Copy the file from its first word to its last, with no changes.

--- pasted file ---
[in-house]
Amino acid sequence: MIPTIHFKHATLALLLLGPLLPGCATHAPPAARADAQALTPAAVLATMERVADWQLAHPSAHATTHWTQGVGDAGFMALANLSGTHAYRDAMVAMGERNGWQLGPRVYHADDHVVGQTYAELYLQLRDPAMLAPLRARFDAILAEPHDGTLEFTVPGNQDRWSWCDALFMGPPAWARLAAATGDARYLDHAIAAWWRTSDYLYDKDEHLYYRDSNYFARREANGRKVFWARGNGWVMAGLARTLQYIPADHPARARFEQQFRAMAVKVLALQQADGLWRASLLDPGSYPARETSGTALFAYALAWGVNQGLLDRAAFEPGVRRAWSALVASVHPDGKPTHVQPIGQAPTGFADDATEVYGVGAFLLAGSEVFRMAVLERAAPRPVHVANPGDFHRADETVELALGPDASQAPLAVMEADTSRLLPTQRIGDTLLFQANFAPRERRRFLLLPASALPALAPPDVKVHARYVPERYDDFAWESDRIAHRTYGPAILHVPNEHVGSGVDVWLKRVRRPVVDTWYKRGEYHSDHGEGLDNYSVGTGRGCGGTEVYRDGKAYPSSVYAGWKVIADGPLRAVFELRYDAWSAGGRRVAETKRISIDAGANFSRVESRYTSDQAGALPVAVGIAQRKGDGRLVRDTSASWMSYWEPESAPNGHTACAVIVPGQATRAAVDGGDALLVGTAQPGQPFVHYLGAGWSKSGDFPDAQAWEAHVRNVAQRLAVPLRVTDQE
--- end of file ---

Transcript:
[in-house]
Amino acid sequence: MIPTIHFKHATLALLLLGPLLPGCATHAPPAARADAQALTPAAVLATMERVADWQLAHPSAHATTHWTQGVGDAGFMALANLSGTHAYRDAMVAMGERNGWQLGPRVYHADDHVVGQTYAELYLQLRDPAMLAPLRARFDAILAEPHDGTLEFTVPGNQDRWSWCDALFMGPPAWARLAAATGDARYLDHAIAAWWRTSDYLYDKDEHLYYRDSNYFARREANGRKVFWARGNGWVMAGLARTLQYIPADHPARARFEQQFRAMAVKVLALQQADGLWRASLLDPGSYPARETSGTALFAYALAWGVNQGLLDRAAFEPGVRRAWSALVASVHPDGKPTHVQPIGQAPTGFADDATEVYGVGAFLLAGSEVFRMAVLERAAPRPVHVANPGDFHRADETVELALGPDASQAPLAVMEADTSRLLPTQRIGDTLLFQANFAPRERRRFLLLPASALPALAPPDVKVHARYVPERYDDFAWESDRIAHRTYGPAILHVPNEHVGSGVDVWLKRVRRPVVDTWYKRGEYHSDHGEGLDNYSVGTGRGCGGTEVYRDGKAYPSSVYAGWKVIADGPLRAVFELRYDAWSAGGRRVAETKRISIDAGANFSRVESRYTSDQAGALPVAVGIAQRKGDGRLVRDTSASWMSYWEPESAPNGHTACAVIVPGQATRAAVDGGDALLVGTAQPGQPFVHYLGAGWSKSGDFPDAQAWEAHVRNVAQRLAVPLRVTDQE